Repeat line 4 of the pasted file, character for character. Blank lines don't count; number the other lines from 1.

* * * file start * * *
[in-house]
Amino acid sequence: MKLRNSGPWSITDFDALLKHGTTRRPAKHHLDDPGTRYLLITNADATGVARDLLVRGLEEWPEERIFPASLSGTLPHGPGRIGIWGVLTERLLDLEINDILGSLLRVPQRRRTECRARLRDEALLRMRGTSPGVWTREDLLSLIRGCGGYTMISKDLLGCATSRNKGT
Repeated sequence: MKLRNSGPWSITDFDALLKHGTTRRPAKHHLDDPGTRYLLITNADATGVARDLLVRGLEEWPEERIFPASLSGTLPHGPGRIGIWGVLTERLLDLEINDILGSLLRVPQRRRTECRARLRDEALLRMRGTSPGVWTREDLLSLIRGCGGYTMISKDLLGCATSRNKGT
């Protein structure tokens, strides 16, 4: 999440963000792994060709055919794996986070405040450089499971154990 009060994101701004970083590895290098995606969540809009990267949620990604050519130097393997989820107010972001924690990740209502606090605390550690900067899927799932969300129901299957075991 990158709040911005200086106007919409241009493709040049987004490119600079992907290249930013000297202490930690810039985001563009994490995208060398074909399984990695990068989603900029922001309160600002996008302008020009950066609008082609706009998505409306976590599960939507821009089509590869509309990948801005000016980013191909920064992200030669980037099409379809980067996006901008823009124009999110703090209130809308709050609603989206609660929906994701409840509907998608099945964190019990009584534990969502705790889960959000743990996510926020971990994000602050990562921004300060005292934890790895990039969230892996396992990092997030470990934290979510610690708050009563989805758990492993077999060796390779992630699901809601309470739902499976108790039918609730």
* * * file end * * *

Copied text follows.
């Protein structure tokens, strides 16, 4: 999440963000792994060709055919794996986070405040450089499971154990 009060994101701004970083590895290098995606969540809009990267949620990604050519130097393997989820107010972001924690990740209502606090605390550690900067899927799932969300129901299957075991 990158709040911005200086106007919409241009493709040049987004490119600079992907290249930013000297202490930690810039985001563009994490995208060398074909399984990695990068989603900029922001309160600002996008302008020009950066609008082609706009998505409306976590599960939507821009089509590869509309990948801005000016980013191909920064992200030669980037099409379809980067996006901008823009124009999110703090209130809308709050609603989206609660929906994701409840509907998608099945964190019990009584534990969502705790889960959000743990996510926020971990994000602050990562921004300060005292934890790895990039969230892996396992990092997030470990934290979510610690708050009563989805758990492993077999060796390779992630699901809601309470739902499976108790039918609730």